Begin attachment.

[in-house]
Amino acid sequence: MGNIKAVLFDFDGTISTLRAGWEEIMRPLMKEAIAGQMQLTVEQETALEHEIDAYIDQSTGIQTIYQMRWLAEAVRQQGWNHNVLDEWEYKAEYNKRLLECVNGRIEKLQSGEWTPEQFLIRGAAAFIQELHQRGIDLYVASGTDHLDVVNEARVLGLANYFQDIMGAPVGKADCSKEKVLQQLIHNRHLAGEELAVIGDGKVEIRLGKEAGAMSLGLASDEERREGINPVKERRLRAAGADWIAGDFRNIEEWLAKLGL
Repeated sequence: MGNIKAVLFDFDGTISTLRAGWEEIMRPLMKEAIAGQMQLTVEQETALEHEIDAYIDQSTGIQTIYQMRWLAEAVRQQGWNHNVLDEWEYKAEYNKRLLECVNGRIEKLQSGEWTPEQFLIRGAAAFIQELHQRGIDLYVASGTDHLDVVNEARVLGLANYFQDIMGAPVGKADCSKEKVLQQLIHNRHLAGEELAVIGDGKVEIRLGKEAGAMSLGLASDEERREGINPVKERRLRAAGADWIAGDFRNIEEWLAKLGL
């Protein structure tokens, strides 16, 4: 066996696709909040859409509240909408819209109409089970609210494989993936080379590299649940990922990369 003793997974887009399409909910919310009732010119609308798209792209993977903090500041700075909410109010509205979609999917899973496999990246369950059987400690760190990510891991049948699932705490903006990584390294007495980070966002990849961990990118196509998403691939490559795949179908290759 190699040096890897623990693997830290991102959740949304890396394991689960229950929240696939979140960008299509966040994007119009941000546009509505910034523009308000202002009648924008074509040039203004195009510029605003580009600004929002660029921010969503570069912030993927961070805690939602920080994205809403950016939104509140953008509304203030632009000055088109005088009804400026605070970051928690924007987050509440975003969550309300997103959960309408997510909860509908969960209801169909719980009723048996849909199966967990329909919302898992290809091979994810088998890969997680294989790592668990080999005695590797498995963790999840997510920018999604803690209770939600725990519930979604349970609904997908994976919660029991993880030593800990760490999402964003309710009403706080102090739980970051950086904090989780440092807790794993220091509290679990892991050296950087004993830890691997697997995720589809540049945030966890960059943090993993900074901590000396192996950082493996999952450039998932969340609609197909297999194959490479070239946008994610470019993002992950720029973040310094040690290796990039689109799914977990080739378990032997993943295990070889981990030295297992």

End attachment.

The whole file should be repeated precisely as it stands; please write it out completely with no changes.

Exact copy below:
[in-house]
Amino acid sequence: MGNIKAVLFDFDGTISTLRAGWEEIMRPLMKEAIAGQMQLTVEQETALEHEIDAYIDQSTGIQTIYQMRWLAEAVRQQGWNHNVLDEWEYKAEYNKRLLECVNGRIEKLQSGEWTPEQFLIRGAAAFIQELHQRGIDLYVASGTDHLDVVNEARVLGLANYFQDIMGAPVGKADCSKEKVLQQLIHNRHLAGEELAVIGDGKVEIRLGKEAGAMSLGLASDEERREGINPVKERRLRAAGADWIAGDFRNIEEWLAKLGL
Repeated sequence: MGNIKAVLFDFDGTISTLRAGWEEIMRPLMKEAIAGQMQLTVEQETALEHEIDAYIDQSTGIQTIYQMRWLAEAVRQQGWNHNVLDEWEYKAEYNKRLLECVNGRIEKLQSGEWTPEQFLIRGAAAFIQELHQRGIDLYVASGTDHLDVVNEARVLGLANYFQDIMGAPVGKADCSKEKVLQQLIHNRHLAGEELAVIGDGKVEIRLGKEAGAMSLGLASDEERREGINPVKERRLRAAGADWIAGDFRNIEEWLAKLGL
């Protein structure tokens, strides 16, 4: 066996696709909040859409509240909408819209109409089970609210494989993936080379590299649940990922990369 003793997974887009399409909910919310009732010119609308798209792209993977903090500041700075909410109010509205979609999917899973496999990246369950059987400690760190990510891991049948699932705490903006990584390294007495980070966002990849961990990118196509998403691939490559795949179908290759 190699040096890897623990693997830290991102959740949304890396394991689960229950929240696939979140960008299509966040994007119009941000546009509505910034523009308000202002009648924008074509040039203004195009510029605003580009600004929002660029921010969503570069912030993927961070805690939602920080994205809403950016939104509140953008509304203030632009000055088109005088009804400026605070970051928690924007987050509440975003969550309300997103959960309408997510909860509908969960209801169909719980009723048996849909199966967990329909919302898992290809091979994810088998890969997680294989790592668990080999005695590797498995963790999840997510920018999604803690209770939600725990519930979604349970609904997908994976919660029991993880030593800990760490999402964003309710009403706080102090739980970051950086904090989780440092807790794993220091509290679990892991050296950087004993830890691997697997995720589809540049945030966890960059943090993993900074901590000396192996950082493996999952450039998932969340609609197909297999194959490479070239946008994610470019993002992950720029973040310094040690290796990039689109799914977990080739378990032997993943295990070889981990030295297992």